Title: Garage Band
Translated from the Italian by Spectrum Publisher: First Second
Genre: Graphic Novels
Source: Personal Copy
I just finished reading this very heartwarming graphic novel about four teenage boys, their band, and a garage in which they practice. More than anything it is about these four lives, their individual strife and struggles, their dreams and ambitions, and their relationships with people around them – friends and family.
Garage Band is the kind of graphic novel that doesn’t make any point. It doesn’t want to. It is that slice-of-life graphic novel that lets you soak in the moment, the characters, the simple story of them just wanting to create music, their sometimes-misplaced ideology, and what growing-up or on the road to growing-up is all about.
Garage Band is just a bittersweet meditation on teenage life and how whether it is Italy, America, or India, adolescence is just the same. Giuliano’s father kindness leads to the band getting his garage as practice space. That’s where the story begins. They are extremely passionate about their music and are deeply connected to each other.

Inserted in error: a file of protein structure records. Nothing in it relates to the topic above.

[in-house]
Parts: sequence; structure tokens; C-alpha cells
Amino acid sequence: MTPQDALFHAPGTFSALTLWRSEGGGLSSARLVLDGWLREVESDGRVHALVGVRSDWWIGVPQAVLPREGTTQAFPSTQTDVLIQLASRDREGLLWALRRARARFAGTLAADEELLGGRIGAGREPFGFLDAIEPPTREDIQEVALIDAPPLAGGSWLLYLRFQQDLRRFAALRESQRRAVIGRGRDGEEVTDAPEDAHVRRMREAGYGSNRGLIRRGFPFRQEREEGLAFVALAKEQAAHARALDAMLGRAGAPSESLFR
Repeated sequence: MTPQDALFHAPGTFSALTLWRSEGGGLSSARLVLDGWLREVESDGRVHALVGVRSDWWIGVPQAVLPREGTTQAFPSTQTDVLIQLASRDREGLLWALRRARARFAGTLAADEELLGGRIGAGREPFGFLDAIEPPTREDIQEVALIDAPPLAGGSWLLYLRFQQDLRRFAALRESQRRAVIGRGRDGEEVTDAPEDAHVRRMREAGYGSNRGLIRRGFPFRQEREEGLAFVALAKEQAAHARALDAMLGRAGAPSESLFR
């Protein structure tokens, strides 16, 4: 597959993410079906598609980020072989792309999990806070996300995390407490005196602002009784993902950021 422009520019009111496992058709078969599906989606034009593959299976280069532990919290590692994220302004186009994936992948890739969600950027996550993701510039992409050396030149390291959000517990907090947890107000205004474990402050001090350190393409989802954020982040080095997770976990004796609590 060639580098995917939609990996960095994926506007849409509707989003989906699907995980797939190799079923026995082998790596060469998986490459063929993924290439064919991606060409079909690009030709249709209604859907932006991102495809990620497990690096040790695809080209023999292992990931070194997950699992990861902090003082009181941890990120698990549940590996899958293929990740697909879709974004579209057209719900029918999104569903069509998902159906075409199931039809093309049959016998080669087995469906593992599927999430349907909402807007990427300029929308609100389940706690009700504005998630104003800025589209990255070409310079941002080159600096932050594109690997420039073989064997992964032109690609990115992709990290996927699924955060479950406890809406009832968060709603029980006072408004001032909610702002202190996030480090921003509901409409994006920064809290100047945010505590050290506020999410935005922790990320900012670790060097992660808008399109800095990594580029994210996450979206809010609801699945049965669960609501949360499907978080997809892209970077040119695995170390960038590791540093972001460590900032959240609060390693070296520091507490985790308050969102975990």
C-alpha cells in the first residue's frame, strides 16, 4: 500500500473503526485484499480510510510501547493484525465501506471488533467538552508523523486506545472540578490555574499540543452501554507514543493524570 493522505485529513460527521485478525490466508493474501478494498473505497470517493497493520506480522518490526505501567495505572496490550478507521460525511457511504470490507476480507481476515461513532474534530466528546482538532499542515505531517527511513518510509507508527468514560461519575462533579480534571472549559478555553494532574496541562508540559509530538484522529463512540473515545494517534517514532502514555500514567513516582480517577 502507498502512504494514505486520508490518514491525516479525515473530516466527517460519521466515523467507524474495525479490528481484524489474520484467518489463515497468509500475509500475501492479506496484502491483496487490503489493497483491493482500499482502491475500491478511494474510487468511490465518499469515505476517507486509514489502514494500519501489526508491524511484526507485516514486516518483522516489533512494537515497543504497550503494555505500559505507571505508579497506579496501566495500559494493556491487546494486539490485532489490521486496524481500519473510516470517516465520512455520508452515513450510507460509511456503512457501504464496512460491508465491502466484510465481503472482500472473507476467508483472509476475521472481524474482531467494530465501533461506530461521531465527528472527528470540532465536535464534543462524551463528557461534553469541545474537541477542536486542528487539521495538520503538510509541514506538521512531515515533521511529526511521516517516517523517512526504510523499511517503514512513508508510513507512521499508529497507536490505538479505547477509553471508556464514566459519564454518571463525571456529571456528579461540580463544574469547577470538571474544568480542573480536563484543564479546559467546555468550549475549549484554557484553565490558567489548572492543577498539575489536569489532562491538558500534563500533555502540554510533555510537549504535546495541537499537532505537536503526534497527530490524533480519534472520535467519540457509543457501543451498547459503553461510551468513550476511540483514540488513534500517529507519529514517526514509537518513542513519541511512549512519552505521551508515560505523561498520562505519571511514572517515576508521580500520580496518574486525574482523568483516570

Gipi’s characters fit in any landscape. The country doesn’t matter. The story does. We get to know the boys and before you know it, the book is over at about 114 pages. The watercolours are restrained but extremely engaging and it all comes alive in contrasting panels. At some point I thought more could have been fleshed out, but I was wrong as I read further. It wasn’t needed at all. Garage Band says a lot and hides a lot. There is telling and showing and in good measure. It is one of those graphic novels that will most certainly stay with me for long and I will reread it very soon.